“Etude (RH 4-5)”

Albumleaf 140: July 31, 2018 (Granville)

Had to record this one before my right elbow fell off.  Ravel quote for music geeks.

 

“Dormiveglia”

Albumleaf 139: July 22, 2018 (Granville)

I’ve got as much swing in me as a Corelli concerto grosso.  But I’ll take those harmonies thank you, jazz.

P.S.  In English, the best you can do for the title is “drowsiness.”

 

“The Shepheardes Calender — Julye”

Albumleaf 138: July 20, 2018 (Granville)

Thomalin in the valley and Morrell on the hill debate the merits of tending their flocks down low or up high.   (Listen closely for the sly fox.)

 

“Winding Down After A Big One”

Albumleaf 137: July 5, 2018 (Bologna)

Chillaxin’.



“Plier Tree Revisited (Odin at the Spring)”

Albumleaf 136: July 3, 2018 (Bologna)

If ever a title required explanation, this is it.

Back in November 2012, I began writing an Albumleaf inspired by Mooney Warther’s wooden sculpture “Plier Tree” (pictured below).

I quickly became mired in “masterpiece mode,” completing page after page of sketches, throwing away music, starting and restarting, and so on.  At a certain point, I threw in the towel.  Rather than build upon all the work I’d done, I artfully stitched together a few passages, recorded them, and moved on. 

Since then, I’ve often thought my “Plier Tree” was a respectable failure—too bogged down in its low-bass opening and lacking a rewarding follow-through and climax.  Recently I’ve been preparing performance scores for the Albumleaves, and I came upon old number 92 and decided to dive in again.  “Plier Tree Revisited (Odin at the Spring), number 136, is the result.  At ten minutes in length, it is easily the longest Albumleaf I’ve written, and, frankly, probably the longest I will ever write.  (These pieces should be short.)

One problem I had in 2012 was a surfeit of inspiration.  Soon after beginning the piece, I hit upon the idea of portraying Warther’s plier tree as Yggdrasil, the world tree from Norse mythology.  In addition to having the roots and the trunk and the branches, I then had to have the spring.  And once I had that, I needed the birds.  And then—then, I needed Odin, who, in the quest for knowledge, drank from the spring and was attacked by the birds, losing an eye.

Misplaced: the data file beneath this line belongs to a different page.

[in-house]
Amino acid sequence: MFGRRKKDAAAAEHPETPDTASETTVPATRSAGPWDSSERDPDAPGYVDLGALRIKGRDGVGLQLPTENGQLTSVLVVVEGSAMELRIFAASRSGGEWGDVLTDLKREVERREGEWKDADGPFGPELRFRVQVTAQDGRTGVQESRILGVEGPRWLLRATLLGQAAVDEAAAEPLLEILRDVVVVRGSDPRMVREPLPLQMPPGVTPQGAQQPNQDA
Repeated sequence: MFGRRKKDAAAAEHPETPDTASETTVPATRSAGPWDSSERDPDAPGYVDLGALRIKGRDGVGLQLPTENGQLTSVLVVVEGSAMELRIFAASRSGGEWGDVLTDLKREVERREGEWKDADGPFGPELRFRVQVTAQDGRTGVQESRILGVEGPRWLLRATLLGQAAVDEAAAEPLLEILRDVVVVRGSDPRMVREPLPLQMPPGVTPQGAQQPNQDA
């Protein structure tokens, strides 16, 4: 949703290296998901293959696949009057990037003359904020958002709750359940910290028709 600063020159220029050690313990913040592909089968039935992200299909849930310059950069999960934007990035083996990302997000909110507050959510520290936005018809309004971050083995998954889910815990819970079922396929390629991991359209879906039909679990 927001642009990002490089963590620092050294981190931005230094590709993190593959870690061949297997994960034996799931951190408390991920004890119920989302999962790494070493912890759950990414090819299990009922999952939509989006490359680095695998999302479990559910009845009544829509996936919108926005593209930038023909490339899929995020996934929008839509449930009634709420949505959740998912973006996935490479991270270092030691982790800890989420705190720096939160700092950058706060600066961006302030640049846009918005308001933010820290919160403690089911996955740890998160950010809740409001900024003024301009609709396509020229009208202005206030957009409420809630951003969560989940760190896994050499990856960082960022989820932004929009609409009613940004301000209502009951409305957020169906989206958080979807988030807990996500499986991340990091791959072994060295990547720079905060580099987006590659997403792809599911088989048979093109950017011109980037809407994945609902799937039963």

“Plier Tree Revisited (Odin at the Spring)” portrays all of these images and events.  But it is also inspired by personal history.  I vividly remember as a child visiting the Warther Museum in Dover, Ohio, and it’s one of the first places I took Gabriella when she came here.  I can’t help but be taken with the thematic overlap between childhood—where a person starts to learn—and Odin’s own desire for knowledge.  So in a way, this is a piece about childhood, too—both of an individual and of (for lack of a better word) mankind.

Back in 2012, I couldn’t hold it all together.  Now, I hope to have done so.

Buon ascolto!

–Granville, Ohio, July 20, 2018

 

“The Shepheardes Calender — June”

In this installment, Colin isn’t feeling too summery after Rosalind’s rejection and despite Hobbinol’s entreaties.

Albumleaf 135: June 10, 2018 (Bologna)

 

 

“Piano dolce”

Give this one the miss if you can’t handle C-major scales.

Albumleaf 134: June 2, 2018 (Bologna)

 

James Thurber Speaks

[Short-piece writers] sit on the edge of Literature.  In the house of Life they have the feeling that they have never taken off their overcoats. . . . [Such a writer’s] ears are shut to the ominous rumblings of the dynasties of the world moving toward a cloudier chaos than ever before, but he hears with an acute perception the startling sounds that rabbits make twisting in the bushes along a country road at night . . .  If is difficult for such a person . . . to paint a picture of one’s time.  Your short-piece writer’s time . . . is his own personal time, circumscribed by the short boundaries of his pain and his embarrassment, in which what happens in his digestion, the rear axle of his car, and the confused flow of his relationships with six or eight persons and two or three buildings is of greater importance than what goes on in the nation or in the universe. . . . All that the reader is going to find out is what happened to the writer.  The compensation, I suppose, must lie in the comforting feeling that one has had, after all, a pretty sensible and peaceful life, by comparison.

— James Thurber, My Life and Hard Times

“Liszt Gets in My Head”

I like Liszt–especially the B-minor sonata.  But when tunes get stuck in your head?

Not so much.

Albumleaf 133: May 26, 2018 (Bologna)

 

“The Shepheardes Calender — Maye”

Say you’re a tender little goat in a poem by Edmund Spenser, and a stranger comes knocking at your door asking for charity. 

Do you open?

Albumleaf 132: May 15, 2018 (Bologna)